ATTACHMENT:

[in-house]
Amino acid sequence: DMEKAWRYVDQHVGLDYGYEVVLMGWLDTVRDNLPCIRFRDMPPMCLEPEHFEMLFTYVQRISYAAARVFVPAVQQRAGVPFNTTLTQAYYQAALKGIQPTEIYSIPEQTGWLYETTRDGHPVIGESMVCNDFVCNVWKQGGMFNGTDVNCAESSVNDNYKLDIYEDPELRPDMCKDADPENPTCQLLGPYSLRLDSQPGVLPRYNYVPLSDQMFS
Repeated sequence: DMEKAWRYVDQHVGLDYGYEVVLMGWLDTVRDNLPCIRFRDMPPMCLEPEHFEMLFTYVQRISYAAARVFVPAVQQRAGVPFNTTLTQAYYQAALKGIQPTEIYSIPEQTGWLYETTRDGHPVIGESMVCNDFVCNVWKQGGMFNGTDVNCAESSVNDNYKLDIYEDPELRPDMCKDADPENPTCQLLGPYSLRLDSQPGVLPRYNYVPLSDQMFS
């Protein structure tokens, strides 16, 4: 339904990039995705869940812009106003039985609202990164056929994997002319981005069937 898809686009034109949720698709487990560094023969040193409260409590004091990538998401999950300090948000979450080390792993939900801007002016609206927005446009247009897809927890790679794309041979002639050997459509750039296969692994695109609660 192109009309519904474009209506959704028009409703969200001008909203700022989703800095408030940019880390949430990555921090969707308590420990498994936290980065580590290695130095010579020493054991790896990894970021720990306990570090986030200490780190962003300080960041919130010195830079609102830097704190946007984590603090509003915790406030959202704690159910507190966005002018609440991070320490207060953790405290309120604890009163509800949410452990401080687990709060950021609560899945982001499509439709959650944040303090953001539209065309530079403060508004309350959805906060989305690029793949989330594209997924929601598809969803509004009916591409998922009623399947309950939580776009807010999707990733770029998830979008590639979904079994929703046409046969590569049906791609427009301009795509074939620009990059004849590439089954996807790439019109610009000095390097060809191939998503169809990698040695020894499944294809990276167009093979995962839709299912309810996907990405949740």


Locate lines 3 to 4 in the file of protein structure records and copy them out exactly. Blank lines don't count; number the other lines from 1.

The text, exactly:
Repeated sequence: DMEKAWRYVDQHVGLDYGYEVVLMGWLDTVRDNLPCIRFRDMPPMCLEPEHFEMLFTYVQRISYAAARVFVPAVQQRAGVPFNTTLTQAYYQAALKGIQPTEIYSIPEQTGWLYETTRDGHPVIGESMVCNDFVCNVWKQGGMFNGTDVNCAESSVNDNYKLDIYEDPELRPDMCKDADPENPTCQLLGPYSLRLDSQPGVLPRYNYVPLSDQMFS
């Protein structure tokens, strides 16, 4: 339904990039995705869940812009106003039985609202990164056929994997002319981005069937 898809686009034109949720698709487990560094023969040193409260409590004091990538998401999950300090948000979450080390792993939900801007002016609206927005446009247009897809927890790679794309041979002639050997459509750039296969692994695109609660 192109009309519904474009209506959704028009409703969200001008909203700022989703800095408030940019880390949430990555921090969707308590420990498994936290980065580590290695130095010579020493054991790896990894970021720990306990570090986030200490780190962003300080960041919130010195830079609102830097704190946007984590603090509003915790406030959202704690159910507190966005002018609440991070320490207060953790405290309120604890009163509800949410452990401080687990709060950021609560899945982001499509439709959650944040303090953001539209065309530079403060508004309350959805906060989305690029793949989330594209997924929601598809969803509004009916591409998922009623399947309950939580776009807010999707990733770029998830979008590639979904079994929703046409046969590569049906791609427009301009795509074939620009990059004849590439089954996807790439019109610009000095390097060809191939998503169809990698040695020894499944294809990276167009093979995962839709299912309810996907990405949740």